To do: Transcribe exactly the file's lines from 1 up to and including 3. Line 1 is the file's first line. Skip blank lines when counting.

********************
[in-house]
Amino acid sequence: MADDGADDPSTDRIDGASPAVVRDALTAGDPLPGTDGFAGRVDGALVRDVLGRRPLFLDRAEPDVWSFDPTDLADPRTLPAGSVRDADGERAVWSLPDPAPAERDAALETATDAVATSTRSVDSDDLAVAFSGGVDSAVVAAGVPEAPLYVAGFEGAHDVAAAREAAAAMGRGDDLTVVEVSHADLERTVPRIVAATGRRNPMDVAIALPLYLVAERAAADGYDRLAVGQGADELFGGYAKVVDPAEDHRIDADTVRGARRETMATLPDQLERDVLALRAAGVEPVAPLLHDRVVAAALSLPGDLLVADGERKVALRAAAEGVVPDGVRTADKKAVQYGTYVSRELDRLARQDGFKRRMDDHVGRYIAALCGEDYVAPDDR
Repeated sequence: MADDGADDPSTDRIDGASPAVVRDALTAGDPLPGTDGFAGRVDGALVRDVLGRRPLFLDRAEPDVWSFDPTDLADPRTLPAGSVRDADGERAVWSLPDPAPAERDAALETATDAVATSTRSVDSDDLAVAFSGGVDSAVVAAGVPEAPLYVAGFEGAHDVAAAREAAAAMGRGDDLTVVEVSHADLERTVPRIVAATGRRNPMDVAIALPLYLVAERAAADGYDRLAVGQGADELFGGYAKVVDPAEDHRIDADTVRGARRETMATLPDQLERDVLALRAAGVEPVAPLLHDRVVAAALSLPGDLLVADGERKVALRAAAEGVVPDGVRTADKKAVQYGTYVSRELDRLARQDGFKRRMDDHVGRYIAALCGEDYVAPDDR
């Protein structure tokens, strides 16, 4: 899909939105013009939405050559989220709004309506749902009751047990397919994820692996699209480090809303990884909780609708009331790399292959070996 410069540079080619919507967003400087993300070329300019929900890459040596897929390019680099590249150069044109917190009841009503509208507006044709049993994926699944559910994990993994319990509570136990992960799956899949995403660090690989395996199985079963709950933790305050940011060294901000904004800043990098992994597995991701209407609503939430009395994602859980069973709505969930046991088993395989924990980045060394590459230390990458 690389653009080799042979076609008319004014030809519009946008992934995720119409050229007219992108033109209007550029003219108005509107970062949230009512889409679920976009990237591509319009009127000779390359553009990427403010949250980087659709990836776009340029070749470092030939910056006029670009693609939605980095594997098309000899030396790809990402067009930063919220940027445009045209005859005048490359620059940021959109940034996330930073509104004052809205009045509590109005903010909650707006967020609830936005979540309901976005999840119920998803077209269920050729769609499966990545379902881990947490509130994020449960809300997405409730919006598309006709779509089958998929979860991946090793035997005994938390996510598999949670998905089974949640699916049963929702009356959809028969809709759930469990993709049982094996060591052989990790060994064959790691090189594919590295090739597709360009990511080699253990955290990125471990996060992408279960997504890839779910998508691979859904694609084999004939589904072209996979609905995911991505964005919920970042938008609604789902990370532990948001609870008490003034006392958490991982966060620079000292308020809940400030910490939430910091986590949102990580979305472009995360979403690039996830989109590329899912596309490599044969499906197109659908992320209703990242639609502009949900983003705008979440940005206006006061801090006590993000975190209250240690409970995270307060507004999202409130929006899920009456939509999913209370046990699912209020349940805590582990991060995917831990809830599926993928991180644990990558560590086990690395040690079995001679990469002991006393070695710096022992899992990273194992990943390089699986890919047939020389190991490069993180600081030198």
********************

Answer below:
[in-house]
Amino acid sequence: MADDGADDPSTDRIDGASPAVVRDALTAGDPLPGTDGFAGRVDGALVRDVLGRRPLFLDRAEPDVWSFDPTDLADPRTLPAGSVRDADGERAVWSLPDPAPAERDAALETATDAVATSTRSVDSDDLAVAFSGGVDSAVVAAGVPEAPLYVAGFEGAHDVAAAREAAAAMGRGDDLTVVEVSHADLERTVPRIVAATGRRNPMDVAIALPLYLVAERAAADGYDRLAVGQGADELFGGYAKVVDPAEDHRIDADTVRGARRETMATLPDQLERDVLALRAAGVEPVAPLLHDRVVAAALSLPGDLLVADGERKVALRAAAEGVVPDGVRTADKKAVQYGTYVSRELDRLARQDGFKRRMDDHVGRYIAALCGEDYVAPDDR
Repeated sequence: MADDGADDPSTDRIDGASPAVVRDALTAGDPLPGTDGFAGRVDGALVRDVLGRRPLFLDRAEPDVWSFDPTDLADPRTLPAGSVRDADGERAVWSLPDPAPAERDAALETATDAVATSTRSVDSDDLAVAFSGGVDSAVVAAGVPEAPLYVAGFEGAHDVAAAREAAAAMGRGDDLTVVEVSHADLERTVPRIVAATGRRNPMDVAIALPLYLVAERAAADGYDRLAVGQGADELFGGYAKVVDPAEDHRIDADTVRGARRETMATLPDQLERDVLALRAAGVEPVAPLLHDRVVAAALSLPGDLLVADGERKVALRAAAEGVVPDGVRTADKKAVQYGTYVSRELDRLARQDGFKRRMDDHVGRYIAALCGEDYVAPDDR